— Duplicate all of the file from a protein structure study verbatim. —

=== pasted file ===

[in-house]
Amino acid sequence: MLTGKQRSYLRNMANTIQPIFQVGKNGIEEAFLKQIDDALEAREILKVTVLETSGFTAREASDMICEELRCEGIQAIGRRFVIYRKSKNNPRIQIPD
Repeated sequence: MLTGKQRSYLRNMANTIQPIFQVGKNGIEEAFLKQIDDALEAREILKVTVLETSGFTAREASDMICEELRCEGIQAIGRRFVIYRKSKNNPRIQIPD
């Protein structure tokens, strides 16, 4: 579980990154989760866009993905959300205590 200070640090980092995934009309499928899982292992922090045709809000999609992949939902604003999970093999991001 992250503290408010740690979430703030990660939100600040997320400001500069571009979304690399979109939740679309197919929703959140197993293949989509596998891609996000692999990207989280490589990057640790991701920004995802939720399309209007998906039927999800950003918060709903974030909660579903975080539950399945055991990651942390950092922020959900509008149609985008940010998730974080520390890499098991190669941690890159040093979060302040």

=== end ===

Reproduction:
[in-house]
Amino acid sequence: MLTGKQRSYLRNMANTIQPIFQVGKNGIEEAFLKQIDDALEAREILKVTVLETSGFTAREASDMICEELRCEGIQAIGRRFVIYRKSKNNPRIQIPD
Repeated sequence: MLTGKQRSYLRNMANTIQPIFQVGKNGIEEAFLKQIDDALEAREILKVTVLETSGFTAREASDMICEELRCEGIQAIGRRFVIYRKSKNNPRIQIPD
């Protein structure tokens, strides 16, 4: 579980990154989760866009993905959300205590 200070640090980092995934009309499928899982292992922090045709809000999609992949939902604003999970093999991001 992250503290408010740690979430703030990660939100600040997320400001500069571009979304690399979109939740679309197919929703959140197993293949989509596998891609996000692999990207989280490589990057640790991701920004995802939720399309209007998906039927999800950003918060709903974030909660579903975080539950399945055991990651942390950092922020959900509008149609985008940010998730974080520390890499098991190669941690890159040093979060302040």